About 100 km south-west of the capital of Bucharest, on the Vedea river, it is one of the 3 least populated county seats of Romania, due in part to its short history and also to residents leaving since the end of communism.
Quite a young city, established less than 200 years ago in 1834, it was named after its founder, Alexandru II Ghica, prince of Romania from 1834 to 1842. Mostly settled by farmers, craftsmen, and traders, the city survived for more than a hundred years (until after the Second World War) through its produce trading (grains and cattle). Despite some intense industrialization in the 1970s, after the fall of Communism the population diminished and the factories decayed.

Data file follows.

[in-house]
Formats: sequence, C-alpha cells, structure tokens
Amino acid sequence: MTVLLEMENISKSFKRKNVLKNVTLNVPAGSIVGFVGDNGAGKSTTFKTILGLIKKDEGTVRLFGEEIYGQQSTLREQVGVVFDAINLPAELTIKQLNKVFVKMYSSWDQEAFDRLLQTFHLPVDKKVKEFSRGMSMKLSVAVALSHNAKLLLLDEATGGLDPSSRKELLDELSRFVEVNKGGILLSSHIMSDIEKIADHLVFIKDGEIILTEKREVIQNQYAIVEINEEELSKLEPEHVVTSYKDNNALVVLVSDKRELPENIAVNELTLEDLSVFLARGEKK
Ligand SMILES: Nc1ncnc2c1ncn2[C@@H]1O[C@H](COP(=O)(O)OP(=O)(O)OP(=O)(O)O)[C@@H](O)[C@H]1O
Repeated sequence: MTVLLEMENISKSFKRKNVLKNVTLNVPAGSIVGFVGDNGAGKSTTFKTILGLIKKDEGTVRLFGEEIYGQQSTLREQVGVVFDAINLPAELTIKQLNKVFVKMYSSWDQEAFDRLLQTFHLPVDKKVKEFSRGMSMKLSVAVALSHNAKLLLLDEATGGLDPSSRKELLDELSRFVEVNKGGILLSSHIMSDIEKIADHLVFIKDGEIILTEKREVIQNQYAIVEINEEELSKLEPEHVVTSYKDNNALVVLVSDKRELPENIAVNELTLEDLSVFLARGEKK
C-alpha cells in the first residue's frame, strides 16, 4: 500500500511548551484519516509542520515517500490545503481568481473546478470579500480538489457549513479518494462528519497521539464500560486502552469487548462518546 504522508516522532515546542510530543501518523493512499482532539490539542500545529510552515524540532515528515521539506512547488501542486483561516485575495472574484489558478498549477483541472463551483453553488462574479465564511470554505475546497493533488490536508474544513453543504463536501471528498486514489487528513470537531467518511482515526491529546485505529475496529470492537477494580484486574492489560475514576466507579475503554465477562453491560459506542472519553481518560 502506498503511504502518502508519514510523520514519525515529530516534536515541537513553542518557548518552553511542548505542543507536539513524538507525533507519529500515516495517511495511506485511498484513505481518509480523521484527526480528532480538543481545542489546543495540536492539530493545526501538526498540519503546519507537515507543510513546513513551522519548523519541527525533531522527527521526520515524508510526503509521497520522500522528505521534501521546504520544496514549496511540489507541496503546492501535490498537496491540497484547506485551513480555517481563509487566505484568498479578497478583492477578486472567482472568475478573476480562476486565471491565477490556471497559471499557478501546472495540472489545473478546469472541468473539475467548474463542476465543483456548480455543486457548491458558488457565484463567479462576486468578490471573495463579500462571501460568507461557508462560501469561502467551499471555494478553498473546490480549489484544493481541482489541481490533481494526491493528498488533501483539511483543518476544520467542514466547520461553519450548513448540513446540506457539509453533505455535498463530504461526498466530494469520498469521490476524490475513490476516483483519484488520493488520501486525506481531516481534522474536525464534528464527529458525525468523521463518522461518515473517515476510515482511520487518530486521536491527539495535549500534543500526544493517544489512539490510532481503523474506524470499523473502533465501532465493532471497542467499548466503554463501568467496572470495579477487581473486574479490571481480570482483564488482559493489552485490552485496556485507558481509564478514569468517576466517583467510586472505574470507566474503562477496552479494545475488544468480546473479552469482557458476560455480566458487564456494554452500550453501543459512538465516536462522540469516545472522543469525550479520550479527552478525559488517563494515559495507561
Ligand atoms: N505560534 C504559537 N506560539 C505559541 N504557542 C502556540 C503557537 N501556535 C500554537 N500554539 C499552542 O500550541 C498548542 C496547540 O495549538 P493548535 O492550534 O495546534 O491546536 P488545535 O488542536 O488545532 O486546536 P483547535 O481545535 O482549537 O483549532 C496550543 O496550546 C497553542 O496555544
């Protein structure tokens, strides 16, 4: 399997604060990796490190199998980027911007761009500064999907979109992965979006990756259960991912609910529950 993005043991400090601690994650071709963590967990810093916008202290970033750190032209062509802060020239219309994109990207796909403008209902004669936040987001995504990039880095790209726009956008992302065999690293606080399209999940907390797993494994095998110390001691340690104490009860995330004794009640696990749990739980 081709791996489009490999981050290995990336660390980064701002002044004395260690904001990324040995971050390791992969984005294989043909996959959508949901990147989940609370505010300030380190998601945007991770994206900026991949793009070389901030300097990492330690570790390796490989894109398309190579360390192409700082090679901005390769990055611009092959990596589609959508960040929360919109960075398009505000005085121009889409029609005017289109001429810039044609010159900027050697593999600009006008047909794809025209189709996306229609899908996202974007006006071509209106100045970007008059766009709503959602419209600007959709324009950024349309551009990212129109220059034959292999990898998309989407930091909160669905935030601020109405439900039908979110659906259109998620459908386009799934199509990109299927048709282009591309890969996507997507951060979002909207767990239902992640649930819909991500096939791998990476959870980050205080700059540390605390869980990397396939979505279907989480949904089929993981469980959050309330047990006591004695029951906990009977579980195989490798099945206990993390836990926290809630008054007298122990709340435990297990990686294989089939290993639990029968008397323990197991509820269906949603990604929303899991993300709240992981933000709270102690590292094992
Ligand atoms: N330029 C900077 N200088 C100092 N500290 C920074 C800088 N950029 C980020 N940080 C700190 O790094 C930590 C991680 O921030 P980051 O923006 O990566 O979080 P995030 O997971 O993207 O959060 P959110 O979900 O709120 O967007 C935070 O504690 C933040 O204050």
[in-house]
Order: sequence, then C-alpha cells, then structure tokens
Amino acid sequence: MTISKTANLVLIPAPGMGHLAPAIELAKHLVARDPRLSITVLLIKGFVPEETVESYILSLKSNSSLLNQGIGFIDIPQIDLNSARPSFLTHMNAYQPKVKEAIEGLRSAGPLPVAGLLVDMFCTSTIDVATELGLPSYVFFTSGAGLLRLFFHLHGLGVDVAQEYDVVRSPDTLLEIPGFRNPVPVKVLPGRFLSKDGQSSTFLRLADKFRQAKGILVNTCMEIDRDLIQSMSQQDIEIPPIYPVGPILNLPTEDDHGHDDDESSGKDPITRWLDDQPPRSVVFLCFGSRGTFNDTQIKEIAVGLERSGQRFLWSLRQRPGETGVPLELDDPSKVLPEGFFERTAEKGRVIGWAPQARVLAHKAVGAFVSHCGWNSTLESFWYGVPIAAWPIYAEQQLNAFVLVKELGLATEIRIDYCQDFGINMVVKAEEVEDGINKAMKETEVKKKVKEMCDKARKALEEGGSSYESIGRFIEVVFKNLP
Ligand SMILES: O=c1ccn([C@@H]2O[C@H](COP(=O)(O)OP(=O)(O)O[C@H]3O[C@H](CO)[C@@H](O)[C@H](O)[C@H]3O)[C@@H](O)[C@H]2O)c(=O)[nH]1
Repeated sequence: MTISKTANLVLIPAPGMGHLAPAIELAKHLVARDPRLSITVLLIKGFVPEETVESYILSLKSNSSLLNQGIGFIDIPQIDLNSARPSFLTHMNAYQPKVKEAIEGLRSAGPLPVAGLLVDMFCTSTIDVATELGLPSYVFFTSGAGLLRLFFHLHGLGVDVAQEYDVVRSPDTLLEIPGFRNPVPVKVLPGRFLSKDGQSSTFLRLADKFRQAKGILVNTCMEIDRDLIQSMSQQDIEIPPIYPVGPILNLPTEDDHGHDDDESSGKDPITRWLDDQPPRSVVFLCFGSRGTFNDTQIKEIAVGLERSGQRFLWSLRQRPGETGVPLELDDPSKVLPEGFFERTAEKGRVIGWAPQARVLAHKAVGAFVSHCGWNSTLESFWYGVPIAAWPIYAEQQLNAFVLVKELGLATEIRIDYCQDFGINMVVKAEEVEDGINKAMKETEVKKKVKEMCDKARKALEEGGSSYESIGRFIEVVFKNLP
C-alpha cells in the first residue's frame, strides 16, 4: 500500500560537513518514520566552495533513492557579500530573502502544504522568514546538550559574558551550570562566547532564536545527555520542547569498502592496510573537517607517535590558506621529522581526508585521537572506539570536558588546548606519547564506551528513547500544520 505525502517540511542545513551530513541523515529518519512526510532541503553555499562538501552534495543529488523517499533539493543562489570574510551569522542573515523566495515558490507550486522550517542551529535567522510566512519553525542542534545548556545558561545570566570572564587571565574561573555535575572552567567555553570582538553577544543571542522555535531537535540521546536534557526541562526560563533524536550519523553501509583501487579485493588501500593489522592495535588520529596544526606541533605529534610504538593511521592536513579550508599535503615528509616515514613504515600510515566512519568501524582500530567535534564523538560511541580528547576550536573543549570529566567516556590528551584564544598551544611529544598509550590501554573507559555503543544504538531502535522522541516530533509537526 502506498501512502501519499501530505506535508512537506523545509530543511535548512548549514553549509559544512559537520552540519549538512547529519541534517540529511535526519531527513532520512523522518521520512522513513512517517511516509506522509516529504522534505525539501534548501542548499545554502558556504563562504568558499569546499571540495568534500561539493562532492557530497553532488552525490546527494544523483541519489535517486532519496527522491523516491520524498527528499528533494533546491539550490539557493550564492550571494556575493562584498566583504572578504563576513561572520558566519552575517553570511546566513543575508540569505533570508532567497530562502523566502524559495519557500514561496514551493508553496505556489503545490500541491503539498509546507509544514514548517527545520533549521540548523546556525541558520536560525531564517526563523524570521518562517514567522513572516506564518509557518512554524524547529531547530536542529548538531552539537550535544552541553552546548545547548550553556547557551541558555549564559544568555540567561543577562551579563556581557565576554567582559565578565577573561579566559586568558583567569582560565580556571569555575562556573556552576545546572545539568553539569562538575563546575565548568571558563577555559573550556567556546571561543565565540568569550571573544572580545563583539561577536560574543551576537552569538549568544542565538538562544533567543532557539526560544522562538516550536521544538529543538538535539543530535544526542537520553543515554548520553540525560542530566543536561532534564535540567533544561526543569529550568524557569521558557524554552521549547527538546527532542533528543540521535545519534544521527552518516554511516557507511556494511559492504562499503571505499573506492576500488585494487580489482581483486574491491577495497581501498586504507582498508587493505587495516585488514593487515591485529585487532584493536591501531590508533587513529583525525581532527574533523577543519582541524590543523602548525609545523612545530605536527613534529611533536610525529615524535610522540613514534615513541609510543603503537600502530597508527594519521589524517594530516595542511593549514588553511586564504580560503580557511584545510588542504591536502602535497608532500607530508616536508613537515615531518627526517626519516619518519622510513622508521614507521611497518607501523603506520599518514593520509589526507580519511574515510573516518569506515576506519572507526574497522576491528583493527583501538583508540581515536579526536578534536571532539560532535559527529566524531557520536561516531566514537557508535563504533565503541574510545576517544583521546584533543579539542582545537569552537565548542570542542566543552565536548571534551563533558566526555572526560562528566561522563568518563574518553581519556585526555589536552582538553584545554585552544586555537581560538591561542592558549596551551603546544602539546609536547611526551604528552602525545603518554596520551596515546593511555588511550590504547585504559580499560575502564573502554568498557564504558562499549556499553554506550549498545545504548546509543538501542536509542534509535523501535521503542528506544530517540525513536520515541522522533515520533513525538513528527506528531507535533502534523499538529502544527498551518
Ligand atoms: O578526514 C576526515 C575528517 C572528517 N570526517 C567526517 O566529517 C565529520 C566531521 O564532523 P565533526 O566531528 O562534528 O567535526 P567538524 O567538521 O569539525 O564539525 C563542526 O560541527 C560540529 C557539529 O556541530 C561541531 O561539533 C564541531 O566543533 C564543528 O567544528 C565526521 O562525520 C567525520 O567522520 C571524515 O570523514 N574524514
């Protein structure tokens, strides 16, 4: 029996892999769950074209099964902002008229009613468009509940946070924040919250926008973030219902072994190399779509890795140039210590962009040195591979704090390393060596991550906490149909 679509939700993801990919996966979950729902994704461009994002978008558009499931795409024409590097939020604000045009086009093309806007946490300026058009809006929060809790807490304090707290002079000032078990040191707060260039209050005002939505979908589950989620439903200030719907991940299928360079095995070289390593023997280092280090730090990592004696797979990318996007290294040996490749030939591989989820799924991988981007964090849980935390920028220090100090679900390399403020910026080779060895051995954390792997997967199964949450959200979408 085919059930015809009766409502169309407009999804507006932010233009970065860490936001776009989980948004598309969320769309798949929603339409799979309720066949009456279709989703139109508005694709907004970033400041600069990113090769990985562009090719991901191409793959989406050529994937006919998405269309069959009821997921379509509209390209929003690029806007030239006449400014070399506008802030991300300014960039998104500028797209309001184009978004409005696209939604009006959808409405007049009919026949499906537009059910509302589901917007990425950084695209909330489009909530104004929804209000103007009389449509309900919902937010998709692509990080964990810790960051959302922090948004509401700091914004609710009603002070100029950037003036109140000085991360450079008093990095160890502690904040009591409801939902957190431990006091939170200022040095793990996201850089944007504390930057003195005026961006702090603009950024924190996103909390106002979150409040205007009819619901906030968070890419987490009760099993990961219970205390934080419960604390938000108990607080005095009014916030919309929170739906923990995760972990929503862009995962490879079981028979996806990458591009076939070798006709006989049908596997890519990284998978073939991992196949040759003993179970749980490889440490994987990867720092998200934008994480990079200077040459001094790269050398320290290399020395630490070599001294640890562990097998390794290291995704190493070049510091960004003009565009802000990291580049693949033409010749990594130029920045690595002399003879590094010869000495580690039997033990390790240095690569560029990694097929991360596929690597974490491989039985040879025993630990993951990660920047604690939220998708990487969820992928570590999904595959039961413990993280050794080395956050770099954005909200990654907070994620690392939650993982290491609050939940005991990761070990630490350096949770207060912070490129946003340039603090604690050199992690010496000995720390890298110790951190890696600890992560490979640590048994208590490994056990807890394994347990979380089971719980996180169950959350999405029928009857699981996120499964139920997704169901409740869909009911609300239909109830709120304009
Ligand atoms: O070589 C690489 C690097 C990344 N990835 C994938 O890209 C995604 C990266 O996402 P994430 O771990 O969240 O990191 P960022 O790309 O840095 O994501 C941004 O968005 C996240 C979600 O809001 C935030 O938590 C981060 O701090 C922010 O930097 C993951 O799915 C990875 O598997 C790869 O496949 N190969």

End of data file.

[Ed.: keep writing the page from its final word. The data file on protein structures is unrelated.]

Probably the most used option is the 90-km (55 miles) national road (marked as DN6 and/or E70) from Bucharest. See the section on Types of roads in Romania for what to expect on conditions, speed limit, and other details.
There are plenty buses from Bucharest (1½ hr travel time), although their frequency varies from 30 min to 2 hr. Their schedules, available on autogari.ro, reveal that they usually start from Autogara 13 Septembrie (aka Autogara Rahova) - which, although modern, still keeps some of its less-than-ideal reputation.
The only rail connection to Alexandria is via an out-of-the-way Roşiori, and the slow Regio trains (which take about one whole hour for about 35 km) are only 4-5 times per day, and sometimes at inconvenient hours (timetables can be found on the railway operator's CFR website), which makes this option a last resort.
- The Cathedral and other churches.
- History Museum.